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Archive for July, 2008

According to a NY Times piece today, “A top Central Intelligence Agency official [identified as Stephen Kappes, the agency's deputy director] traveled secretly to Islamabad this month to confront Pakistan’s most senior officials with new information about ties between the country’s powerful spy service and militants operating in Pakistan’s tribal areas, according to American military and intelligence officials.” The CIA official reportedly presented evidence that showed that members of Pakistan’s Inter-Services Intelligence (ISI) “had deepened their ties with some militant groups,” specifically the Haqqani Network [see right image of Maulavi Jalauddin Haqqani, and, for more information on the Haqqani Network, read this piece from the  Jamestown Foundation] that were connected to the surge of violence in Afghanistan, including the suicide bombing this month of the Indian Embassy in Kabul.

According to the Times, “The decision to confront Pakistan with what the officials described as a new C.I.A. assessment of the spy service’s activities seemed to be the bluntest American warning to Pakistan since shortly after the Sept. 11 attacks about the ties between the spy service and Islamic militants.” However, the AFP reported Wednesday that Pakistan (not surprisingly) rejected the “malicious” CIA report, asserting that it was “unfounded” and “baseless.” Pakistani military spokesman Gen. Athar Abbas told the news agency, “I would like to emphasize here that the ISI is a premier intelligence agency which has caught or apprehended maximum Al-Qaeda operatives including those who were linked with criminals and responsible for attacking the U.S. mainland on September 11, 2001.”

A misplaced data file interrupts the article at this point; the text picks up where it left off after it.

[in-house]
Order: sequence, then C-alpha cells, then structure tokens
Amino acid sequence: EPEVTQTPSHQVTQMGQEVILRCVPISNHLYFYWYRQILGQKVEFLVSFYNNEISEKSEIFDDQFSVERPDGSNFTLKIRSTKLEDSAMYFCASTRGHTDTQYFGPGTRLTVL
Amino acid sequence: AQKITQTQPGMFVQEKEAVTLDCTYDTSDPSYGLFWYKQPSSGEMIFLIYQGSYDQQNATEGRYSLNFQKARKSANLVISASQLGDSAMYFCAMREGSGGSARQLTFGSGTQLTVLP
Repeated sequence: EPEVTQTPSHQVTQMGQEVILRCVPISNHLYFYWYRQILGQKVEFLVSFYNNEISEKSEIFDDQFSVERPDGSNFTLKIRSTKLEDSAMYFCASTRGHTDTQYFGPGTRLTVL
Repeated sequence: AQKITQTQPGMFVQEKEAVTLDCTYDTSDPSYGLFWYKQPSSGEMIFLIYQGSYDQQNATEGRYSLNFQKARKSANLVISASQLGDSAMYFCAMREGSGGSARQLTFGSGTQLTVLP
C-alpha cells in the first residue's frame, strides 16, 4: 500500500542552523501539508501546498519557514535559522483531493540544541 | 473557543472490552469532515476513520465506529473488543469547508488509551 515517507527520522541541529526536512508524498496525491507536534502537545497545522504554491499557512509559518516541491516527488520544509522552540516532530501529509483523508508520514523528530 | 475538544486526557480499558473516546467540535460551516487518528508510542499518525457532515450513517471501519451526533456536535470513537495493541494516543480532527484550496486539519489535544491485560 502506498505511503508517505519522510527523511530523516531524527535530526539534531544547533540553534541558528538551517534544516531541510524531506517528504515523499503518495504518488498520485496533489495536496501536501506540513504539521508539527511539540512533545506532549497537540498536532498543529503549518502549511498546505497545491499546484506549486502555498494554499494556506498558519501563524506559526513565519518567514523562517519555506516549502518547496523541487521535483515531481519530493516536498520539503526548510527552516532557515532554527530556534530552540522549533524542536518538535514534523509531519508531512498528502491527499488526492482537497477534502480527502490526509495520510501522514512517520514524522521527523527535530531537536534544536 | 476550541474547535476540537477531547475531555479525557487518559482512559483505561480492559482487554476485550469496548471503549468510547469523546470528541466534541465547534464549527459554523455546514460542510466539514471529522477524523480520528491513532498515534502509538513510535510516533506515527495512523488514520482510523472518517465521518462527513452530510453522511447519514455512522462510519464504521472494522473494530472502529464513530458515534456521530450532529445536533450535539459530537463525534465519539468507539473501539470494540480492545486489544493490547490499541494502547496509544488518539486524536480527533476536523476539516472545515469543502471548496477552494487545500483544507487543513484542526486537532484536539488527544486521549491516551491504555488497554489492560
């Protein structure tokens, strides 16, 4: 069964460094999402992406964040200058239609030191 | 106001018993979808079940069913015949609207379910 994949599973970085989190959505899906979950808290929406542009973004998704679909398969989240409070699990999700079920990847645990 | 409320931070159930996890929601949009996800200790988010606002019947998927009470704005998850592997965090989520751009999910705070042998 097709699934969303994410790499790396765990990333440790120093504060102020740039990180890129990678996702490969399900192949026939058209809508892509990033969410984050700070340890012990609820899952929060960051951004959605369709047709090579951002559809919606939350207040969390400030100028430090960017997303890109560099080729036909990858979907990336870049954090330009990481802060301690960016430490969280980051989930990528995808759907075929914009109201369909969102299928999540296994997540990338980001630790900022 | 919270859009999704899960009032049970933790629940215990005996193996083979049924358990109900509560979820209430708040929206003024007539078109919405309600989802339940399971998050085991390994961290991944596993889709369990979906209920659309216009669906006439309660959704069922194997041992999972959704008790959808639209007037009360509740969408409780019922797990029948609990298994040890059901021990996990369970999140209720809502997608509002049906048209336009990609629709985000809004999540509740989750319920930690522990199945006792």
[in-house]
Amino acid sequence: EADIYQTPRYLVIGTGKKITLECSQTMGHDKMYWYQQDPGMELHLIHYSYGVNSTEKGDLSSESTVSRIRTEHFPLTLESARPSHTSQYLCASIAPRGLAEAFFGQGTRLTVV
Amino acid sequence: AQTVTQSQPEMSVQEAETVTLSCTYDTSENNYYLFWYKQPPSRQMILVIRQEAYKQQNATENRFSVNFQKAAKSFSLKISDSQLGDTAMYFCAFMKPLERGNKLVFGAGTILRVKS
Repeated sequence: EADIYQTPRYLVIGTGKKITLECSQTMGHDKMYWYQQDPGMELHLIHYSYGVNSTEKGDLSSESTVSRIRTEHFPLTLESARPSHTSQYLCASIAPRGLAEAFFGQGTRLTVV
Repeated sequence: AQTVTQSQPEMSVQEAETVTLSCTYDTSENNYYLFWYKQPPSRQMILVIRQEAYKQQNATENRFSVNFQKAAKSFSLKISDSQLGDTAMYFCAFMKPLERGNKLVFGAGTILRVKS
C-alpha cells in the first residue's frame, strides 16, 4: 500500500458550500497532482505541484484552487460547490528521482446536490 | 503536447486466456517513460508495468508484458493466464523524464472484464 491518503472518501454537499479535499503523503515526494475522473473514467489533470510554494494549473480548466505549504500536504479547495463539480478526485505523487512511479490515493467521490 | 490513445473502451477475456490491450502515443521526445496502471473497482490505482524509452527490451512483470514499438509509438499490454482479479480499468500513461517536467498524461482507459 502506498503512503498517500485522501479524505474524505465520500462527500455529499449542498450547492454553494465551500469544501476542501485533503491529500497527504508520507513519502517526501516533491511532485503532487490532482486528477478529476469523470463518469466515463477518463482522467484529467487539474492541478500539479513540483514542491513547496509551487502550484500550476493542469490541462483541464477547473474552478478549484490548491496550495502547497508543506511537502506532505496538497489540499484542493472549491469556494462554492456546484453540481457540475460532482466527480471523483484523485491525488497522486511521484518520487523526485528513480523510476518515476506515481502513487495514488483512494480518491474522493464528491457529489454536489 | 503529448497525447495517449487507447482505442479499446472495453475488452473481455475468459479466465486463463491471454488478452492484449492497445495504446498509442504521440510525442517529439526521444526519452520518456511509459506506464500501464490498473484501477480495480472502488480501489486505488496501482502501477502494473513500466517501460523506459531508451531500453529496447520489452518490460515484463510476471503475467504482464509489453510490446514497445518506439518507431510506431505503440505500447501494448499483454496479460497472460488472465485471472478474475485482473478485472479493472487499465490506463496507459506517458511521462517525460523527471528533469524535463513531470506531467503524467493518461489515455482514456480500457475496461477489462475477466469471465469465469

Although the CIA assessment is significant, it is not surprising. This past weekend, a directive to shift the ISI under the Interior Ministry garnered major attention among Pakistani media outlets. Although the PPP-led government published a press release soon after “clarifying” this decision, speculation over the ISI’s tug-of-war continued, with sources suggesting the move “had been part of a deal with America,” [see CHUP's previous post on the story]. According to an article from The News, the decision was “deeply linked” to Gilani’s visit to the U.S. this week, as the PM would likely “be put on the spot in some of his top-level meetings, confronted with evidence that some out-of-control parts of the Pakistani agencies, either with or without Islamabad’s nod, were working at odds with the U.S. goals and this has to be curbed by the political government if it wants generous economic and political support from Washington…”

The NY Times report, therefore, seems to affirm this previous assertion and is likely to further validate Washington’s concerns on the matter. A piece in today’s Washington Post reported, “Bush administration officials have responded with skepticism to an appeal by visiting Pakistani Prime Minister Yousaf Raza Gilani for increased intelligence cooperation, which he said would help his country attack militant groups and terrorist encampments near its border with Afghanistan.” One Bush administration official told the Post, “The problem from our perspective has not been an absence of information going into the Pakistani government…It’s an absence of action.”

Although Gilani’s Washington visit appeared rosy on the surface, with both governments exchanging pleasantries in front of reporters, [see related CHUP post], the Post noted, “there was little indication that tensions over their respective contributions to the fight against Al Qaeda and the Taliban had eased.” The tensions were further illustrated on Monday when a U.S. missile attack killed seven people in Pakistan hours before Bush and Gilani met. Although the U.S. claimed the target, AQ operative Abu Khabab al-Masri, had been killed, Gen. Abbas told reporters that U.S. officials had not notified Islamabad before the attack, adding, “There was no information from their side…They have struck like this many times. We are trying to convince them to share information.”

According to media outlets, Gilani asserted that such attacks violate Pakistan’s sovereignty. In an interview with the Washington Post yesterday, the PM noted that if Pakistan had the capacity and information, “then we can hit [such targets] ourselves. Otherwise, it’s a violation and nobody [in Pakistan] will like it.”